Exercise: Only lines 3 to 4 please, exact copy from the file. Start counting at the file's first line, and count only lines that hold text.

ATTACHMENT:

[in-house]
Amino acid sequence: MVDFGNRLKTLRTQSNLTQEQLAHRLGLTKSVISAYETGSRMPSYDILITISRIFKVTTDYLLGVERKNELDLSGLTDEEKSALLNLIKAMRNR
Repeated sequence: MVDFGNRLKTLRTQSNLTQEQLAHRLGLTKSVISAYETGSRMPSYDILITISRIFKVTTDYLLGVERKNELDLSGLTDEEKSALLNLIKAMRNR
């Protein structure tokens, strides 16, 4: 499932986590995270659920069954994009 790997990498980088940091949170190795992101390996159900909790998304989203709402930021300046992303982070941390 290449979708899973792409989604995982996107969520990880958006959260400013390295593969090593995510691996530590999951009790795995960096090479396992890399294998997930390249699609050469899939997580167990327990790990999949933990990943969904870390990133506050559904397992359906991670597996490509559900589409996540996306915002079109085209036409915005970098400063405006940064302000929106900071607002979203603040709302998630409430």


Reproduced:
Repeated sequence: MVDFGNRLKTLRTQSNLTQEQLAHRLGLTKSVISAYETGSRMPSYDILITISRIFKVTTDYLLGVERKNELDLSGLTDEEKSALLNLIKAMRNR
């Protein structure tokens, strides 16, 4: 499932986590995270659920069954994009 790997990498980088940091949170190795992101390996159900909790998304989203709402930021300046992303982070941390 290449979708899973792409989604995982996107969520990880958006959260400013390295593969090593995510691996530590999951009790795995960096090479396992890399294998997930390249699609050469899939997580167990327990790990999949933990990943969904870390990133506050559904397992359906991670597996490509559900589409996540996306915002079109085209036409915005970098400063405006940064302000929106900071607002979203603040709302998630409430």